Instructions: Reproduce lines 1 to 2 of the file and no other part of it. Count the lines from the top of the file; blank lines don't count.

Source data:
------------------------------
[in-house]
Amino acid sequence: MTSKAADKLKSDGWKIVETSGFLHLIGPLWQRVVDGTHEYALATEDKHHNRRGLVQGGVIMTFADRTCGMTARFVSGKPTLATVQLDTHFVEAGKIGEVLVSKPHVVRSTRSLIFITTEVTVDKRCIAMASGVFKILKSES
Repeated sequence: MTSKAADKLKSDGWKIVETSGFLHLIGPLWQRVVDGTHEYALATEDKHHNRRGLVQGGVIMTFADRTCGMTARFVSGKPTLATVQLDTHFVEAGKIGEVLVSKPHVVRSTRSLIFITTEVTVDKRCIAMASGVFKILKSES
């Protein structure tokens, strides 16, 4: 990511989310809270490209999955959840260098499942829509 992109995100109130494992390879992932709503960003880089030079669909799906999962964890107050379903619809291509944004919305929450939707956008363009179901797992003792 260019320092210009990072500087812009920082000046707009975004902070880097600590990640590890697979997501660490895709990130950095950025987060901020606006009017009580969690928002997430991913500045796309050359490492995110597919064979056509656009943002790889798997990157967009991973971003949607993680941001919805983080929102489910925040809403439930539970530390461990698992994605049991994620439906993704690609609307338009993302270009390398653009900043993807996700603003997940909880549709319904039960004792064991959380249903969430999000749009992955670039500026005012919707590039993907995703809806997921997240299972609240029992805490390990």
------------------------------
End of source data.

[in-house]
Amino acid sequence: MTSKAADKLKSDGWKIVETSGFLHLIGPLWQRVVDGTHEYALATEDKHHNRRGLVQGGVIMTFADRTCGMTARFVSGKPTLATVQLDTHFVEAGKIGEVLVSKPHVVRSTRSLIFITTEVTVDKRCIAMASGVFKILKSES